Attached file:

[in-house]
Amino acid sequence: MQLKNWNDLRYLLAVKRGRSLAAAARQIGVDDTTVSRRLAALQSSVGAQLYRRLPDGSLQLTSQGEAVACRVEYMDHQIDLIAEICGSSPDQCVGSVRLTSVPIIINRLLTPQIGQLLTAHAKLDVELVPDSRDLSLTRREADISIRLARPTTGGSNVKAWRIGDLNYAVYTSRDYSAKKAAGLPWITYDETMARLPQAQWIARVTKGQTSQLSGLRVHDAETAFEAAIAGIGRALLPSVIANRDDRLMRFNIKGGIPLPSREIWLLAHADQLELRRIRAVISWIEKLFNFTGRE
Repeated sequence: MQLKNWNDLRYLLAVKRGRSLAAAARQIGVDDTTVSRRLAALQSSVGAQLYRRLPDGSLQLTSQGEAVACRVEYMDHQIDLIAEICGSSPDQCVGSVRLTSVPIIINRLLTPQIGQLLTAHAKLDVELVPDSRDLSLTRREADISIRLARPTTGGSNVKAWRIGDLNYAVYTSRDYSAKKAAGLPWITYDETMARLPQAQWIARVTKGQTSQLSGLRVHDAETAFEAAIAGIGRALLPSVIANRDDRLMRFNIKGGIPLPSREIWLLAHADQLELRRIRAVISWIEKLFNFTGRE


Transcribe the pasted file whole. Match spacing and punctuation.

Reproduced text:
[in-house]
Amino acid sequence: MQLKNWNDLRYLLAVKRGRSLAAAARQIGVDDTTVSRRLAALQSSVGAQLYRRLPDGSLQLTSQGEAVACRVEYMDHQIDLIAEICGSSPDQCVGSVRLTSVPIIINRLLTPQIGQLLTAHAKLDVELVPDSRDLSLTRREADISIRLARPTTGGSNVKAWRIGDLNYAVYTSRDYSAKKAAGLPWITYDETMARLPQAQWIARVTKGQTSQLSGLRVHDAETAFEAAIAGIGRALLPSVIANRDDRLMRFNIKGGIPLPSREIWLLAHADQLELRRIRAVISWIEKLFNFTGRE
Repeated sequence: MQLKNWNDLRYLLAVKRGRSLAAAARQIGVDDTTVSRRLAALQSSVGAQLYRRLPDGSLQLTSQGEAVACRVEYMDHQIDLIAEICGSSPDQCVGSVRLTSVPIIINRLLTPQIGQLLTAHAKLDVELVPDSRDLSLTRREADISIRLARPTTGGSNVKAWRIGDLNYAVYTSRDYSAKKAAGLPWITYDETMARLPQAQWIARVTKGQTSQLSGLRVHDAETAFEAAIAGIGRALLPSVIANRDDRLMRFNIKGGIPLPSREIWLLAHADQLELRRIRAVISWIEKLFNFTGRE